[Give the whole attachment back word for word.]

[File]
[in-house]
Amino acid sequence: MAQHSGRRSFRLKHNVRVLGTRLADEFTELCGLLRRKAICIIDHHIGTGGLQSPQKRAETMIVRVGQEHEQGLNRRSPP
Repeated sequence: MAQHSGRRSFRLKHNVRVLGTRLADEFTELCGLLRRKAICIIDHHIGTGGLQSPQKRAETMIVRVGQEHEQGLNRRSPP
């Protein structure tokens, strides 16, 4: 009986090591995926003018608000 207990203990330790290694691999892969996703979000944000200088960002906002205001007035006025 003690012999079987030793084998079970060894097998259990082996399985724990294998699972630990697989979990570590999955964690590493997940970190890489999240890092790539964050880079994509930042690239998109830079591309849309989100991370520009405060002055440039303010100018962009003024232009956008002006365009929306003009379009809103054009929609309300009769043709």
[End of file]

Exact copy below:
[in-house]
Amino acid sequence: MAQHSGRRSFRLKHNVRVLGTRLADEFTELCGLLRRKAICIIDHHIGTGGLQSPQKRAETMIVRVGQEHEQGLNRRSPP
Repeated sequence: MAQHSGRRSFRLKHNVRVLGTRLADEFTELCGLLRRKAICIIDHHIGTGGLQSPQKRAETMIVRVGQEHEQGLNRRSPP
């Protein structure tokens, strides 16, 4: 009986090591995926003018608000 207990203990330790290694691999892969996703979000944000200088960002906002205001007035006025 003690012999079987030793084998079970060894097998259990082996399985724990294998699972630990697989979990570590999955964690590493997940970190890489999240890092790539964050880079994509930042690239998109830079591309849309989100991370520009405060002055440039303010100018962009003024232009956008002006365009929306003009379009809103054009929609309300009769043709």